the blurring of the line between high and low
the Whitechapel Gallery. It is around the work
art, between the individual and the massin this room that the exhibition, like Hamiltons
produced, between the bright and shiny and
career, pivots. Collage, installation, photograthe fuzzy and dull? As the exhibition leads its
phy, painting (both abstract and figurative),
viewers through Hamiltons life, these questions
photo-manipulation and sculpture are all inbecome even less clear: is Hommage Chrysler
cluded. Grand themes are tackled, including the
Corp. (1958), a gorgeously abstracted painting of
relationship between art and science, the power
a brand new car, smooth, slick and perfectly proof propaganda, the Israel-Palestine conflict,
portioned, participating in or cautioning against
commodity fetishism and the duplicity of the
gazing on these mass produced machines, as if
digital in contemporary artistic practice, now
their bodies were made of
staples of many a modern
flesh and not aluminium?
history curriculum.
Is the grotesque, surreal
Lymons hit and others on
The Critic Laughs (1968),
the playlist leak into every
a sculptural combination
room, the barely audible
of an electric toothbut ever-present swing
brush fused with a set
of vocal pop harmony
of dentures, warning of
providing the thin thread
the dangers of advancing
that ties Hamiltons dispatechnology or mocking
rate, eclectic, innovative
those conservative critics,
but often difficult work
for whom the past is
into something approachalways warm and safe, and
ing a coherent whole.
the present (let alone the
This is Tomorrow
future) is always fraught,
caused a multi-coloured
dangerous and terrifying?
sensation in the grey,
The Tates curators are not
austere landscape of
Richard Hamilton
didactic in giving answers
1950s London and Why
to these questions, but
Do Fools Fall in Love so
Tate Modern, London
the sheer quantity and
evocative of the optimisFebruary 13th-May 26th, 2014
range of work on display
tic postwar American
means the show, like Hamiltons career, is often
consumer culture that on hearing it one cant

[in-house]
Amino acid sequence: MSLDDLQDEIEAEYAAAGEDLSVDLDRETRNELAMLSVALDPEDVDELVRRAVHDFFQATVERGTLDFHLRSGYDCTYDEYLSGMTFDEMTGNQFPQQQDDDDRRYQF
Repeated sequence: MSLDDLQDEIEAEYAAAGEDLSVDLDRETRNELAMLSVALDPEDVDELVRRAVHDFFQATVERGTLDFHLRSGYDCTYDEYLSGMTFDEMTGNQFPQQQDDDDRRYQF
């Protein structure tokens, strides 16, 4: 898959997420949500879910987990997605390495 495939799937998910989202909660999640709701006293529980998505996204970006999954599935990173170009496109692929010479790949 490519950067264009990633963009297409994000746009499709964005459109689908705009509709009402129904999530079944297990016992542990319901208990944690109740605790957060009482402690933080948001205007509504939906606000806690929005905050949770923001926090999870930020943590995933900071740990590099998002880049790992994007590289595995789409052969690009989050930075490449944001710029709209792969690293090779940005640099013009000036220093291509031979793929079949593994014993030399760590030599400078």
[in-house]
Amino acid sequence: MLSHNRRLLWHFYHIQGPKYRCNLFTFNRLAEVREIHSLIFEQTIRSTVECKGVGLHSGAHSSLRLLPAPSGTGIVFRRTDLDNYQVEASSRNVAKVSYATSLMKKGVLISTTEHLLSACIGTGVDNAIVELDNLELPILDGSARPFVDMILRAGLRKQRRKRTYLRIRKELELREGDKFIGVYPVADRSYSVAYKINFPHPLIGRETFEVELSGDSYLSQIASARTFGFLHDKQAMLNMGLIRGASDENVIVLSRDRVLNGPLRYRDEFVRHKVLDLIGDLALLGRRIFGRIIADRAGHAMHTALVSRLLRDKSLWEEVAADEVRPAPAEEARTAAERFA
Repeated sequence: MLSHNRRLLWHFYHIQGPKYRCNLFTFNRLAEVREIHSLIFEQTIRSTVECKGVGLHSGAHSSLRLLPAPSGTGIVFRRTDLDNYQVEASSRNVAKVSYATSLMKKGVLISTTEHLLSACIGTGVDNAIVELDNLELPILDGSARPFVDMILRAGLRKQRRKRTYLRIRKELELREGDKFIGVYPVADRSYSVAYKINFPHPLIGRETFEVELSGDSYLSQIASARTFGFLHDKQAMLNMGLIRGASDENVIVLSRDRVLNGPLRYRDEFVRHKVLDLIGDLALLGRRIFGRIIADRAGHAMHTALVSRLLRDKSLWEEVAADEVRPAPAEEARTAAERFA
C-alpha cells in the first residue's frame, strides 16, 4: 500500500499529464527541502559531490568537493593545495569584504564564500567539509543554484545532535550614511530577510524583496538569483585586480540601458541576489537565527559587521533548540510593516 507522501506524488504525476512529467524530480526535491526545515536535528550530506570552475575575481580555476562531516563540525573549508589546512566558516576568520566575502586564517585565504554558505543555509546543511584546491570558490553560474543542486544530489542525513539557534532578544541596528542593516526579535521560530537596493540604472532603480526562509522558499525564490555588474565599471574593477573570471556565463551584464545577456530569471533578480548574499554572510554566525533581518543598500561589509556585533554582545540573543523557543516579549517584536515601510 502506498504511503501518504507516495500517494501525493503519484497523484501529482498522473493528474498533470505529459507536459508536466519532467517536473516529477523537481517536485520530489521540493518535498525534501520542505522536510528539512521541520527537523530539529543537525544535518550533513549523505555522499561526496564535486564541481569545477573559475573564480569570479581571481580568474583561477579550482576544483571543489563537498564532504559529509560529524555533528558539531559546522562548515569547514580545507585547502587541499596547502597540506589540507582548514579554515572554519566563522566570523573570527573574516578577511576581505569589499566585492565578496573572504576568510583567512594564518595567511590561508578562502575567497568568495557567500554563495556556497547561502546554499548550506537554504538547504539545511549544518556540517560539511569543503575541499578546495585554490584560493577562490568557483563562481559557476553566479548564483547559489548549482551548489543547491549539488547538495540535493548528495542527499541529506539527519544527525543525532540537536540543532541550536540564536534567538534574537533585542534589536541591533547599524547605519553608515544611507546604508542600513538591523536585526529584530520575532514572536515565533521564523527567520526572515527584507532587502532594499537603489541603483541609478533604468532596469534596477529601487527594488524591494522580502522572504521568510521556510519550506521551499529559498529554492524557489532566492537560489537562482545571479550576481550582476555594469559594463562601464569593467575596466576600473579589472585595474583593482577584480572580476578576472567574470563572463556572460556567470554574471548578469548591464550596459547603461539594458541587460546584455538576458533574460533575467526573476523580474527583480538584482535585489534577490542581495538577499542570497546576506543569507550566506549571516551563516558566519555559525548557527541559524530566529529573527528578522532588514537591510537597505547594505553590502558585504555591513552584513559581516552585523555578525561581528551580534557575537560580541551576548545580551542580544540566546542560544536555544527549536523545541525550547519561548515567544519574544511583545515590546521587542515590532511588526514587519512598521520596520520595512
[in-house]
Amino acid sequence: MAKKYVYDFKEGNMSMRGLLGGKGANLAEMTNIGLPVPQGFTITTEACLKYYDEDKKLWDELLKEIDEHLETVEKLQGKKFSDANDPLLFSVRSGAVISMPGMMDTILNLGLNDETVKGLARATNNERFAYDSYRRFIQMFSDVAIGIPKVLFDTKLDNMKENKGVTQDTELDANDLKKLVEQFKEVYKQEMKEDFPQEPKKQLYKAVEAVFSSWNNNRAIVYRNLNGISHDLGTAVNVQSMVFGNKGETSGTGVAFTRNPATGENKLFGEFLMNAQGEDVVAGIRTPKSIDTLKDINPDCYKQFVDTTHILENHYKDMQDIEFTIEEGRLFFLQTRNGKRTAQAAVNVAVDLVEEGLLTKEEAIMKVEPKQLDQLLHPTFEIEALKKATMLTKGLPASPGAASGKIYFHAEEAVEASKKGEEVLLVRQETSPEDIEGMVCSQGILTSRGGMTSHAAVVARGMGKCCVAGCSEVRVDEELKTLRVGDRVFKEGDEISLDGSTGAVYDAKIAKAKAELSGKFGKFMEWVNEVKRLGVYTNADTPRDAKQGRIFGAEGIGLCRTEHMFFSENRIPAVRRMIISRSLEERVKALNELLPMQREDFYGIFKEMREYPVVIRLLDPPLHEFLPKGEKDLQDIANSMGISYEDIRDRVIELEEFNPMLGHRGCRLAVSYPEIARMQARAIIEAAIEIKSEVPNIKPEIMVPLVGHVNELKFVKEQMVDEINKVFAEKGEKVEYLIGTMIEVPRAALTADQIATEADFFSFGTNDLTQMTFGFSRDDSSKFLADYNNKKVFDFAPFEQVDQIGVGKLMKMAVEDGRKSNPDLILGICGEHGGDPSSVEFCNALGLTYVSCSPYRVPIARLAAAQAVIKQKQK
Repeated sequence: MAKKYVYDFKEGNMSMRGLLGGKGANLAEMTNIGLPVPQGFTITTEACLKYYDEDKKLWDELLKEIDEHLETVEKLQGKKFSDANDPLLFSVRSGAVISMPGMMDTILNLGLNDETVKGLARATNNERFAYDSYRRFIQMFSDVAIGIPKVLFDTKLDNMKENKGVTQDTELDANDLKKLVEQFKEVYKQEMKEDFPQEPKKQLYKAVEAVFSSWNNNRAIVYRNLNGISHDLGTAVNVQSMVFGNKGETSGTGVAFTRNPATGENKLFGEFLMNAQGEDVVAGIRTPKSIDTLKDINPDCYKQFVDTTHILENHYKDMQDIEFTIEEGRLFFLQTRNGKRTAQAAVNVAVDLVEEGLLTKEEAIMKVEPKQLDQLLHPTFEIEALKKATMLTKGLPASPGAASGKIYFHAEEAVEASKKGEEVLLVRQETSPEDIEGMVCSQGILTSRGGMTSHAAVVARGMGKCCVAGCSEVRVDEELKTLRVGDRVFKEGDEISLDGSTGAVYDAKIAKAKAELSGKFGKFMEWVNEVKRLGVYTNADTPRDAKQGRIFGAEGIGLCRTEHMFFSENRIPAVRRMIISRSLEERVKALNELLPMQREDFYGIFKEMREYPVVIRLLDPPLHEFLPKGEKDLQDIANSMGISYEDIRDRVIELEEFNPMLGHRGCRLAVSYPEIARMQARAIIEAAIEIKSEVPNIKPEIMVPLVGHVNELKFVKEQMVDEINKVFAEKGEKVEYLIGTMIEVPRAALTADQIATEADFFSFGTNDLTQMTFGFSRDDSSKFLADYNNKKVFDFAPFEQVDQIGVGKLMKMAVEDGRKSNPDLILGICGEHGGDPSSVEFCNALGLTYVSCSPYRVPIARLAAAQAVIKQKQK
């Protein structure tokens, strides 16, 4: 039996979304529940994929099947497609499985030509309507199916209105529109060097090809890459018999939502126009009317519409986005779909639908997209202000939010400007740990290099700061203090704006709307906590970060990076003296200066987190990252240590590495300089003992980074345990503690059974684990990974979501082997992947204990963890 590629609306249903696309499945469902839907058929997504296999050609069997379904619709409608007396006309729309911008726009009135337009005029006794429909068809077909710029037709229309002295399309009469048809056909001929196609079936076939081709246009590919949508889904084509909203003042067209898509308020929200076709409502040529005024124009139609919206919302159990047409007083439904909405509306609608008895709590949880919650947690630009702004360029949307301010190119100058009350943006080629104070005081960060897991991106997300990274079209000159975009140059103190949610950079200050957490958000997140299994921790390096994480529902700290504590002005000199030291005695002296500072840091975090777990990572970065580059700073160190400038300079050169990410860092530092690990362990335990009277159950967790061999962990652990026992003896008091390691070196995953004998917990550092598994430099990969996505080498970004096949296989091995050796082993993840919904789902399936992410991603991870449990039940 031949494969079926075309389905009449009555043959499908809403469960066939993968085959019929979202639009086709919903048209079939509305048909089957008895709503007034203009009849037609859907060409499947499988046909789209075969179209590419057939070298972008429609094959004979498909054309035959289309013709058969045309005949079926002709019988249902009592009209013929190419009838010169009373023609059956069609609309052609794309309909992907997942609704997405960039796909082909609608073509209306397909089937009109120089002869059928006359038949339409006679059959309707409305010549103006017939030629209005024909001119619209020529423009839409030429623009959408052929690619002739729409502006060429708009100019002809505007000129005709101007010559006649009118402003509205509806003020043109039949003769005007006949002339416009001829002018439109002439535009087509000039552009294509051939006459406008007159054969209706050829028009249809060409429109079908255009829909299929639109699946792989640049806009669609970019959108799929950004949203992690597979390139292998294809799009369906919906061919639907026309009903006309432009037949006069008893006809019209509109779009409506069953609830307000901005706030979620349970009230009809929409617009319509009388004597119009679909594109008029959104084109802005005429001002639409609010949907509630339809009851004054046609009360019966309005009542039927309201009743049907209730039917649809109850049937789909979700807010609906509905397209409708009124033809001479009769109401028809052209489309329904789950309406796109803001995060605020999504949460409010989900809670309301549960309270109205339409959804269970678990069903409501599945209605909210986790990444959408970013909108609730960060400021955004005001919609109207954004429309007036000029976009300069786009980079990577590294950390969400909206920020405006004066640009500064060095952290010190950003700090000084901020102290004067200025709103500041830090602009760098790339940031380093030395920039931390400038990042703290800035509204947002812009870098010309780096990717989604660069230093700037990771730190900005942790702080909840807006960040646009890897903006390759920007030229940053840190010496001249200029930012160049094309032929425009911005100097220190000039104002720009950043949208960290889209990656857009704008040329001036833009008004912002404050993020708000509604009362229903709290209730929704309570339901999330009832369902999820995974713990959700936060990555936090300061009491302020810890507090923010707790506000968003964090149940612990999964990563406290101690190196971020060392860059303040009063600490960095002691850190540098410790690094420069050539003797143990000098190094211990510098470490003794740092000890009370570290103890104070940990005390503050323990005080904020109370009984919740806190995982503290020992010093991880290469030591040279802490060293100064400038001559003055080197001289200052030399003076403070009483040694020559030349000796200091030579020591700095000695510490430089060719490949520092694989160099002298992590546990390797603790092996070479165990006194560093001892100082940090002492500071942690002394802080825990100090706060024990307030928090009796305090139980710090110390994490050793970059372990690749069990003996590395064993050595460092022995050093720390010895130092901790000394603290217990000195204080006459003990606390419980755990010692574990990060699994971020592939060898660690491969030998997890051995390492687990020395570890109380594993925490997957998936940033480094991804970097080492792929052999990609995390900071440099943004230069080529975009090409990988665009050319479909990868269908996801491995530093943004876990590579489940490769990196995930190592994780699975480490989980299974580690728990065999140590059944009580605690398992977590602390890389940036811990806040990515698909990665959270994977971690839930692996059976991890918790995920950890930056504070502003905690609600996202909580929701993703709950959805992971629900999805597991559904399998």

difficult to coalesce into a sensible whole.
help but conjure celluloid-hazed mental images
In the later rooms Hamiltons work is much
of soda shops, diners and drive-thrus was a hit,
clearer in its anger, its politics and its philosofresh from the sun-kissed streets of Hollyphies: Tony Blair is depicted like a cowboy from
wood. To find it playing in an art gallery as the
soundtrack to a room that included an enormous a Western; brightly coloured maps of the West
Bank show the extent of Israeli occupation since
fun-house festooned with collage murals of
Marilyn Monroe, Marlon Brando and Forbidden
partition; interiors rot and peel and visibly decay.
Planets Robbie the Robot, as well as mountains
As the soda-fuelled tones of the 1950s begin
of food and drink, would undoubtedly have
to evaporate among images of war, the show
thrilled gallery-goers in a Britain only two years
does rise to a conclusion: the distant hum of the
out of rationing.
teenagers becomes evocative of an optimistic
On the wall hangs Hamiltons famous, Just
tomorrow never realised.
what is it that makes todays homes so different,
so appealing? (1956) (shown above), a sardonic
Why does my heart skip a crazy beat?
reflection of televisions, telephones, domestic
For I know it will reach defeat,
appliances, motor cars, movies and muscles told
Tell me why?
through the re-use of pop cultures greatest and
Why do fools fall in love?
most powerful artefacts advertising.
Matt Lodder


The Great Kanto

Earthquake and the
Chimera of National
Reconstruction in Japan
J. Charles Schencking

Columbia University Press 374pp 34.50

JUST BEFORE lunchtime on September 1st, 1923 the Great Kanto

earthquake subjected Tokyo,
Yokohama and surrounding
areas to almost five minutes
of shaking, with an energy
release equivalent to some 400
Hiroshima-sized atomic bombs,
followed by a tsunami 11 metres
in height. Soon, small fires
merged to form a firestorm. By
the morning of September 3rd at
least 140,000 people were dead
about 40,000 of them incinerated in one enclosed space and